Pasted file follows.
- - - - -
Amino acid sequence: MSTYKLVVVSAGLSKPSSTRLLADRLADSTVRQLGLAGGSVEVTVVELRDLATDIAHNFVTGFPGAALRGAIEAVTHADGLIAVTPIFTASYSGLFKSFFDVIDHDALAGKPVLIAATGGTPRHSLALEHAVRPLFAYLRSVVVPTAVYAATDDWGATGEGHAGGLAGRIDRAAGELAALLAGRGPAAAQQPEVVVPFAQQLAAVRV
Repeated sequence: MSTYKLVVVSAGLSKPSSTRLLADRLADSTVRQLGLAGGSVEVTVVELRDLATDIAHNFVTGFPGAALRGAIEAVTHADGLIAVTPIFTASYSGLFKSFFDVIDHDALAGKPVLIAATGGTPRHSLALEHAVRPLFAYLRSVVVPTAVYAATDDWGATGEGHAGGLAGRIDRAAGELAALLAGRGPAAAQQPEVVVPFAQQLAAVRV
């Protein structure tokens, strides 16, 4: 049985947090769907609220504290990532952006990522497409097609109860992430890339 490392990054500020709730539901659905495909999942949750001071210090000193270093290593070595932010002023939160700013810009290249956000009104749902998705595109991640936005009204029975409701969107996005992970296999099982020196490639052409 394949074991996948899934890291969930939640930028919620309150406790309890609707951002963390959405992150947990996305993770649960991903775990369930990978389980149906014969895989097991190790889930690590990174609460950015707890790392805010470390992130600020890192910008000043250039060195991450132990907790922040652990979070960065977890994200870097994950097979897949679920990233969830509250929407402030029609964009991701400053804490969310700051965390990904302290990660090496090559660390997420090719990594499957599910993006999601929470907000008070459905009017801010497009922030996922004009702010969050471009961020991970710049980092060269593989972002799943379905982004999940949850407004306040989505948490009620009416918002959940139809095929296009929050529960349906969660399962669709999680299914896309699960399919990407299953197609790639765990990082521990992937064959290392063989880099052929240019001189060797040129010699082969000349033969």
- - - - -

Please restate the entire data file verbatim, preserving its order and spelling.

Amino acid sequence: MSTYKLVVVSAGLSKPSSTRLLADRLADSTVRQLGLAGGSVEVTVVELRDLATDIAHNFVTGFPGAALRGAIEAVTHADGLIAVTPIFTASYSGLFKSFFDVIDHDALAGKPVLIAATGGTPRHSLALEHAVRPLFAYLRSVVVPTAVYAATDDWGATGEGHAGGLAGRIDRAAGELAALLAGRGPAAAQQPEVVVPFAQQLAAVRV
Repeated sequence: MSTYKLVVVSAGLSKPSSTRLLADRLADSTVRQLGLAGGSVEVTVVELRDLATDIAHNFVTGFPGAALRGAIEAVTHADGLIAVTPIFTASYSGLFKSFFDVIDHDALAGKPVLIAATGGTPRHSLALEHAVRPLFAYLRSVVVPTAVYAATDDWGATGEGHAGGLAGRIDRAAGELAALLAGRGPAAAQQPEVVVPFAQQLAAVRV
């Protein structure tokens, strides 16, 4: 049985947090769907609220504290990532952006990522497409097609109860992430890339 490392990054500020709730539901659905495909999942949750001071210090000193270093290593070595932010002023939160700013810009290249956000009104749902998705595109991640936005009204029975409701969107996005992970296999099982020196490639052409 394949074991996948899934890291969930939640930028919620309150406790309890609707951002963390959405992150947990996305993770649960991903775990369930990978389980149906014969895989097991190790889930690590990174609460950015707890790392805010470390992130600020890192910008000043250039060195991450132990907790922040652990979070960065977890994200870097994950097979897949679920990233969830509250929407402030029609964009991701400053804490969310700051965390990904302290990660090496090559660390997420090719990594499957599910993006999601929470907000008070459905009017801010497009922030996922004009702010969050471009961020991970710049980092060269593989972002799943379905982004999940949850407004306040989505948490009620009416918002959940139809095929296009929050529960349906969660399962669709999680299914896309699960399919990407299953197609790639765990990082521990992937064959290392063989880099052929240019001189060797040129010699082969000349033969």